September 22, 2015

The Evolving Retail Investor

On the heels of the recent Dupont-Trian proxy fight, wherein the vote of Dupont’s sizeable retail investor base proved to be decisive, this Brunswick Group report focuses on that scarcely evaluated, yet increasingly important, investor group – retail investors – concerning their views on activism. Importantly, companies, which have typically relied on their retail investors to support management, should understand the apparent trend toward retail investors’ familiarity and potential alignment with activist views.

Brunswick’s recent survey of just over 800 active retail investors revealed that the majority:

– Are aware of shareholder activism
– Think there needs to be a greater focus on shareholder value in corporate America
– Believe activists add long-term value
– Want to be informed during the campaign, and most trust third-party sources, and
– Are likely to vote if they care about an issue

While shareholder engagement has become mainstream, the focus of that engagement for most companies – outside of the annual meeting context – has been virtually exclusively on their major institutional investors. The results of this survey should prompt companies to consider broadening their comprehensive engagement efforts to actively include their retail investors.

Similarly, active retail investors should make a concerted effort to express their views in a mature and constructive fashion, i.e., as has been the case with many institutional investors, they should seek to learn how to effectively engage with companies, and only resort to confrontational tactics after other, more constructive approaches have failed.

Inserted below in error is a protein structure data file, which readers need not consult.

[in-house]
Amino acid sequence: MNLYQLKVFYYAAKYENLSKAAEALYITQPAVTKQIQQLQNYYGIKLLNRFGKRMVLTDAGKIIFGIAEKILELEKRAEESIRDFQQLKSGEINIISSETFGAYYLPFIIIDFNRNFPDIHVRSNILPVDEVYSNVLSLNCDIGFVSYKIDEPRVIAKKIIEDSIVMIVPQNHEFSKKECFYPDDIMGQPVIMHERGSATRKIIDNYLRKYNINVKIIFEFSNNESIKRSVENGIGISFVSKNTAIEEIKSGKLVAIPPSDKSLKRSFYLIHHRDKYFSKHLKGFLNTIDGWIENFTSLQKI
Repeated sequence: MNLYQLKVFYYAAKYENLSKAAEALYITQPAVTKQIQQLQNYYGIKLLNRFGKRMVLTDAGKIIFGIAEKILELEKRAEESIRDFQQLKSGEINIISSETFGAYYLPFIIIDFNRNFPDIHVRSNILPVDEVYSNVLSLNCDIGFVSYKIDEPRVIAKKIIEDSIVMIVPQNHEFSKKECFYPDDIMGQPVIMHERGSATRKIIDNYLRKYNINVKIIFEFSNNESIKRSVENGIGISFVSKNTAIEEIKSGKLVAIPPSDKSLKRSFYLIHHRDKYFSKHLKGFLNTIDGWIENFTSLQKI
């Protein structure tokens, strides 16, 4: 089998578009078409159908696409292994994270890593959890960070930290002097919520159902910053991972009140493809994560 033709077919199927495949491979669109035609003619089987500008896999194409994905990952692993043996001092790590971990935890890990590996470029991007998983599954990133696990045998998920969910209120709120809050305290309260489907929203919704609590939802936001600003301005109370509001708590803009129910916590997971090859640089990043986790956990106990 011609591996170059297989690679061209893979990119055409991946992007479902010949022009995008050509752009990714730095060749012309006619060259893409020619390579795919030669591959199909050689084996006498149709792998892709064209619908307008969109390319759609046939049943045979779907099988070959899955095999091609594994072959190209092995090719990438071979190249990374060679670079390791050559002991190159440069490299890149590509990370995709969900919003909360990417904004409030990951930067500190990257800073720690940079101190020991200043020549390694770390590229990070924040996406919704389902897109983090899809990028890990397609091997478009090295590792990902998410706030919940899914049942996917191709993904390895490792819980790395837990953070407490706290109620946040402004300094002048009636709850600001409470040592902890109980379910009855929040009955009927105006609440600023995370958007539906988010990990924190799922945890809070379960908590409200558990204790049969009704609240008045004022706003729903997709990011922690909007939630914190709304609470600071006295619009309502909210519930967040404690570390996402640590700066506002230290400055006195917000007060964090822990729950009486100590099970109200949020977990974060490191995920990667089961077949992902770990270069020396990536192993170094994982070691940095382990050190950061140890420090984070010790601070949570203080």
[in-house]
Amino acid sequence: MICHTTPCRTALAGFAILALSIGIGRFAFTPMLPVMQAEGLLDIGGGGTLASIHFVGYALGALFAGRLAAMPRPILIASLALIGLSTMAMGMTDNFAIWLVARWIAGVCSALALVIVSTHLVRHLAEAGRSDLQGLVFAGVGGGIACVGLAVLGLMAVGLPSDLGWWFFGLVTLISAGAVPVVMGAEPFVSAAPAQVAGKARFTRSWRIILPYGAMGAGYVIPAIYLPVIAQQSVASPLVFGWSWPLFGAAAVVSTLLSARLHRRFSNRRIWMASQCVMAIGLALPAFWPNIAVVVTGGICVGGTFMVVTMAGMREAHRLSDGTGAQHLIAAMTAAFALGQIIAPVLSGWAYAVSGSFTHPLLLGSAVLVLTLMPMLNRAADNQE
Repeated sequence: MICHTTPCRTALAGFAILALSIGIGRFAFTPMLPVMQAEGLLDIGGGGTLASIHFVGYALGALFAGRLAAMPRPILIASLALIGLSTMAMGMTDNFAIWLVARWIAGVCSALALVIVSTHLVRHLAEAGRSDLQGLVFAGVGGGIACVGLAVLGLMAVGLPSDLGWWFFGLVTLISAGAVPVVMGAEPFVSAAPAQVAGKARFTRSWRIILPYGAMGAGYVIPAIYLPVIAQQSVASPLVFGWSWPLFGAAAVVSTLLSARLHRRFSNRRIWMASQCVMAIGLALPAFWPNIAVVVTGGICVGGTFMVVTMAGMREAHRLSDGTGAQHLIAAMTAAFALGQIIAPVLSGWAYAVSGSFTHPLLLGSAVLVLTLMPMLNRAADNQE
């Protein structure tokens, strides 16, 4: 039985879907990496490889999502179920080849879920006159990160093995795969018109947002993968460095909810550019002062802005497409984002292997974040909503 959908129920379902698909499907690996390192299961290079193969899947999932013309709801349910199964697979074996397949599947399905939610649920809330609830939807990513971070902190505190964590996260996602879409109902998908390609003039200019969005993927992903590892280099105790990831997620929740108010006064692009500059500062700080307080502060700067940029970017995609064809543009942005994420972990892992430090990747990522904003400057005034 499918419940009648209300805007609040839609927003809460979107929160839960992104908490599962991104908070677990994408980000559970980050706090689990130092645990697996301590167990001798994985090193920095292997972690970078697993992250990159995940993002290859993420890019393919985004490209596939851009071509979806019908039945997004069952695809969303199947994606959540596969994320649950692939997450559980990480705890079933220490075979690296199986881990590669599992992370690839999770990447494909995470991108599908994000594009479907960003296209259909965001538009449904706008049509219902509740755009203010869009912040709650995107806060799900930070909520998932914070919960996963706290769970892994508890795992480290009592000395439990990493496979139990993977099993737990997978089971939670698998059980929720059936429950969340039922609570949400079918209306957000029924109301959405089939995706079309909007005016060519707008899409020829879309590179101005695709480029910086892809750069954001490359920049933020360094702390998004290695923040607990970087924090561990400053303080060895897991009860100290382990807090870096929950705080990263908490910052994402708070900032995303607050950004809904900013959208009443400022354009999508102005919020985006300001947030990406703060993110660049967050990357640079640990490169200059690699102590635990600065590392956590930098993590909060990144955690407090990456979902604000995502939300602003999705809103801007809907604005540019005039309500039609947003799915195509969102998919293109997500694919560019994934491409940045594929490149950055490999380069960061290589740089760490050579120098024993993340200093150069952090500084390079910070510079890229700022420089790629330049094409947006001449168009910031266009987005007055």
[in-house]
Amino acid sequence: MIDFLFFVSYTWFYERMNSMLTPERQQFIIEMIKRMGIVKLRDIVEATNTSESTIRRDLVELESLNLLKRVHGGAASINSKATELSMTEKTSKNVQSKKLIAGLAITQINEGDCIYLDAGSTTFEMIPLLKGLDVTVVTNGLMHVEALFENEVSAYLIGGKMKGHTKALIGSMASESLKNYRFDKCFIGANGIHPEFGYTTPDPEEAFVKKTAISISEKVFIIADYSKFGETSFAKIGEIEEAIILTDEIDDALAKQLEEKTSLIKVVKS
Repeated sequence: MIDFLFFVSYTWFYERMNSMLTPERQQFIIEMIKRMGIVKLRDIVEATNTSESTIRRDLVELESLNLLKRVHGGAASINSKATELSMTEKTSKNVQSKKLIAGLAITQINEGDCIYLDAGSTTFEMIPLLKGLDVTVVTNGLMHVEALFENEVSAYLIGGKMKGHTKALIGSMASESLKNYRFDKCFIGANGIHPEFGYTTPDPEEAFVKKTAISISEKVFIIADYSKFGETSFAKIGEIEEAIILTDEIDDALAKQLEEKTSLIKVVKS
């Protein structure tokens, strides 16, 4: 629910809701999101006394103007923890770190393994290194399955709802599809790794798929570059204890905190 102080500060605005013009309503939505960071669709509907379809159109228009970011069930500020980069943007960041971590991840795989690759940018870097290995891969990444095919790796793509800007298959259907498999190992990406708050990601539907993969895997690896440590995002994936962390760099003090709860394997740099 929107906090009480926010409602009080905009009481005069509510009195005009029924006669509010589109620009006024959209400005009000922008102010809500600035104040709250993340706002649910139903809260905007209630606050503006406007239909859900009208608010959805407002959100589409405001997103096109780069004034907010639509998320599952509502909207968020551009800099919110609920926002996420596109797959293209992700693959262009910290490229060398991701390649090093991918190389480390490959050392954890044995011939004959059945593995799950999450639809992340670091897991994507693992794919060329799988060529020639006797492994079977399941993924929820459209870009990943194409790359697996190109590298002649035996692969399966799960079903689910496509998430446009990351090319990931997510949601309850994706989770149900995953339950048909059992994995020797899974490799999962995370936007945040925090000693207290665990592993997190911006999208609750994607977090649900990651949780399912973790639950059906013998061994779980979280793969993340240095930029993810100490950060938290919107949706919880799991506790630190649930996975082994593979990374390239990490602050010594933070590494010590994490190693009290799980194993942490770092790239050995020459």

Activism Trends & Preparedness

This recent Sidley article highlights key activism trends and corresponding response preparedness tips, which include the board keeping an open mind and evaluating each activist situation individually rather than preparing a semi-rote response playbook, as is frequently suggested.

Key stats include:

– Activists targeted more than 200 companies in 2014 – compared to about 120 in 2010.
– Activist funds now have more than $200 billion in assets under management and, as a class, they outperformed all other hedge fund strategies in 2014.
– Activists had a 73% success rate last year in placing their director nominees on targeted company boards – either through full-blown proxy contests or negotiated settlements.
– Activists won 197 board seats and were instrumental in replacing 19 CEOs in 2014.

See also this WSJ article noting an uptick in business school student interest in activism.

More on “The Mentor Blog”

We continue to post new items daily on our blog – “The Mentor Blog” – for members. Members can sign up to get that blog pushed out to them via email whenever there is a new entry by simply inputting their email address on the left side of that blog. Here are some of the latest entries:

– The Many Benefits of Institutional Investor Engagement
– Building Effective Boards: Emerging Trends
– Cybersecurity: (More) Guidance for Directors
– Most Filers Adopt New COSO Internal Control Framework
– Shareholder Activism: Guidance for CFOs


– by Randi Val Morrison